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Big League Economics

MYTHEOS: Of Course The Obama Administration Made Everything Political

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Obamagate is real, and the Nunes memo, which has detonated like a bomb in the face of official Washington, forced a reckoning. While evidence of political interference in the intelligence and national security sectors by the Obama administration has piled up relentlessly over the past few weeks, it wasn’t until the infamous memo that those stories became impossible to sweep under the rug, and demanded a response. And, of course, Republicans in particular have wrung their hands over that. “We are shocked, shocked,” many of them intone seriously, “that the Obama administration tried to politicize every inch of their administration.”

Really? You’re shocked? Because I thought the Obama administration’s willingness to play politics with seemingly impartial branches of government was well-established. Granted, the scale of the offense in this case is greater than most previous offenses. Yes, the story of how flagrantly the Obama administration corrupted the intelligence community is impressive for its sheer brazenness, and rightfully deserves the comparisons to Watergate it’s getting. But when it comes to politicizing America’s government infrastructure, we’ve known the Obama administration was this brazen for a while. In fact, when it came to achieving the preferred policy outcomes of their donors, the Obama administration already showed it was perfectly willing to leverage national security years back.

To explain this, let me take you back to 2011, when it emerged that Gen. William Shelton, then the head of Air Force Space Command, had been pressured by the administration to alter testimony before Congress in order to favor the interests of Democratic donor Philip Falcone. Specifically, Shelton was asked to voice support for policies that would have favored Falcone’s then-new company, LightSquared. Shelton refused, and told his story to reporters, who ran it as a tech-oriented coda to the then-developing Solyndra scandal.

As it turned out, Shelton’s decision to blow the whistle was very, very wise, because LightSquared soon became a Solyndra in its own right. You see, after receiving billions in government funding, as well as illegally-granted licenses, from the Obama-era FCC, Lightsquared ended up forced into bankruptcy when multiple other federal agencies had the bad taste to point out that its entire business model not only would fail, but could end up indirectly taking the GPS industry with it thanks to its poorly thought out technological plans. Without getting too far into the weeds, LightSquared’s business model relied on using a particular band of spectrum (essentially, the equivalent of a lane in a highway, but for digital data, not for cars) that GPS companies also used to make their products work. The problem was that what Lightsquared was doing was more or less the equivalent of a drunk driver swerving around the lane, and would’ve eventually caused the digital equivalent of a thirty car pileup. And yet, the Obama administration tried to conscript Air Force Space Command into being an apologist for one of their many sugar daddies. With that kind of disregard for basic prudence, is it any wonder they also thought they could get away with turning intelligence agencies into opposition research arms of the DNC?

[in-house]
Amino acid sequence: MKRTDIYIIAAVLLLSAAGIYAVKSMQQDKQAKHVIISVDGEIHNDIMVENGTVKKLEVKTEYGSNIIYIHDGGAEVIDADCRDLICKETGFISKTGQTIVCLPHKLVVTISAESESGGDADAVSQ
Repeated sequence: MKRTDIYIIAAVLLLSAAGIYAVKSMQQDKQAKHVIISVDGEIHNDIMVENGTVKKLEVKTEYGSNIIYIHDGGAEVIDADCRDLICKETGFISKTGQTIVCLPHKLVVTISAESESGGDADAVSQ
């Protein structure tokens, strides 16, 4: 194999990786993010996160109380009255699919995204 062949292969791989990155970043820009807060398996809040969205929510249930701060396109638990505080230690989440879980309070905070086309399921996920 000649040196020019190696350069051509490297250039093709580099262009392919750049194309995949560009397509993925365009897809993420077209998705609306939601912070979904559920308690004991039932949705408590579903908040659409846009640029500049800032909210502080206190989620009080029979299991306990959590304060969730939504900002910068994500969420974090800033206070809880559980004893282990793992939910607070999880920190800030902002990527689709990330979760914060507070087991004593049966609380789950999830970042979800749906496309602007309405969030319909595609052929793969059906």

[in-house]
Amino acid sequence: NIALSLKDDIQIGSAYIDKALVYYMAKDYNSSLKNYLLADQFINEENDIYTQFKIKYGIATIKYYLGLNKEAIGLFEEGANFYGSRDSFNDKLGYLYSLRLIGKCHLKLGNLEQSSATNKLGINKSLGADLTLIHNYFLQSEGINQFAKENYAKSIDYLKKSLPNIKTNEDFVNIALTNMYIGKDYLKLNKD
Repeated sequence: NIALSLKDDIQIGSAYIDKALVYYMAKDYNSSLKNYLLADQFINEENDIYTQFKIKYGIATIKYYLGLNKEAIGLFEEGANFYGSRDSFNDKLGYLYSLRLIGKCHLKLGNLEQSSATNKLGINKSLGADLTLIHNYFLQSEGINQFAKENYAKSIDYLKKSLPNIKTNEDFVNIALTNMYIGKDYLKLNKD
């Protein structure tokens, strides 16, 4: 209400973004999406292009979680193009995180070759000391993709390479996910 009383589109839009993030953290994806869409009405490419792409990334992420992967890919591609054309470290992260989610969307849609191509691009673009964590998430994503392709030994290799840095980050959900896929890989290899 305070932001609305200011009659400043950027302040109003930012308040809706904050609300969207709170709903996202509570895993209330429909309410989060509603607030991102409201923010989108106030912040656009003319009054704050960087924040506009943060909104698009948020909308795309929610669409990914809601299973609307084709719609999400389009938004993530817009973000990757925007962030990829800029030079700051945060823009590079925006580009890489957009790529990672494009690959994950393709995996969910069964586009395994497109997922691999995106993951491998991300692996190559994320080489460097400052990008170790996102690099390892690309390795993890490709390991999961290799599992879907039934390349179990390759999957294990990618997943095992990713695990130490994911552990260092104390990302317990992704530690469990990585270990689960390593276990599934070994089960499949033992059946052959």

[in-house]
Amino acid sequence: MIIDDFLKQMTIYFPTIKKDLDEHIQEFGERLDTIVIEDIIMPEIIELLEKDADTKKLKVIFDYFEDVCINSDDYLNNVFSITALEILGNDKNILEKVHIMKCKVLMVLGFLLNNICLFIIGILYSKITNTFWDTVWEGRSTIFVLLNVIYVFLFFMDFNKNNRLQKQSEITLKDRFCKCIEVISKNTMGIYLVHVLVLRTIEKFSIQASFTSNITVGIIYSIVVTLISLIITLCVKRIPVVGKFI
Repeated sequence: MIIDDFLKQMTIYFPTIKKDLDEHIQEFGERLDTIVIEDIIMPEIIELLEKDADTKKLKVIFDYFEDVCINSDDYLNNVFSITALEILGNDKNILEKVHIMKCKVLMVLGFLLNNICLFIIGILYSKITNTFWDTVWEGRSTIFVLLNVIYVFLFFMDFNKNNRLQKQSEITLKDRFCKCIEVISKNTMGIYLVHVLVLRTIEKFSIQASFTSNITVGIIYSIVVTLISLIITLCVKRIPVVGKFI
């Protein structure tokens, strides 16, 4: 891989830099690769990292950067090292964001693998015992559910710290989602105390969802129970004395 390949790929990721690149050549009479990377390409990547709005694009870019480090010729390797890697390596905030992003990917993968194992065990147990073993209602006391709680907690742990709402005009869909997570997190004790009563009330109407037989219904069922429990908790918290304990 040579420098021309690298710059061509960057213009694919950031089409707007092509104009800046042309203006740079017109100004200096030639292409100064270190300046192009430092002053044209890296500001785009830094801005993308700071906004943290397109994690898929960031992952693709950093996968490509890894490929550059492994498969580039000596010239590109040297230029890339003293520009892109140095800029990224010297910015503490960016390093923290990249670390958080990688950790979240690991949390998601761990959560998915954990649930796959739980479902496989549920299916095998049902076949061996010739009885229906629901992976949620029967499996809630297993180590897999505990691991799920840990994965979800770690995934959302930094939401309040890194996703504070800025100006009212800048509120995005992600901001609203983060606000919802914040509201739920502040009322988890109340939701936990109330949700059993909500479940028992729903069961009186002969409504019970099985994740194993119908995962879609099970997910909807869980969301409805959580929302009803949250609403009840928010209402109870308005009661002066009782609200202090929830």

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Like so much else that was puerile and ugly about the Obama administration, the Trump administration now has to clean this up. And they won’t just have to do it at the FBI. In the intervening years, Lightsquared has emerged from bankruptcy under a new name – Ligado – this time backed by Obama bundler Reed Hundt. And much like the rest of the Obama and Clinton brigade, Hundt appears to be incapable of learning from past mistakes, because while Ligado has paid lip service to playing nice with its fellow tech companies, it has apparently gotten tired of this flirtation with repentance and is once more asking the FCC for special favors. This, despite the fact that their business model remains just as precarious and unsafe as it was in 2011.

Fortunately, this time they’ll have to convince not a scraping Obama-era flunky, but the FCC’s Honey Badger himself, Ajit Pai. And if he stays true to form, Pai will prove that just as cronies like Peter Strzok and Lisa Page got drained out of the swamp by the Trump administration, so too will the likes of Ligado get hoovered out.

But let that pass, for ultimately, the Lightsquared/Ligado fiasco is nothing more than a canary in a coal mine: a coal mine whose dark and twisted tunnels ended with the bleak and blatant politicization of America’s national security apparatus. Perhaps we should have paid attention when the Obama administration subjected even arcane topics like spectrum policy to a “politicization today, politicization tomorrow, politicization forever” approach. But we didn’t, and now there’s that much more swamp to drain. With any luck, as House Speaker Paul Ryan put it, the compromised decision-making process of the Obama administration will be cleansed from the federal government altogether.

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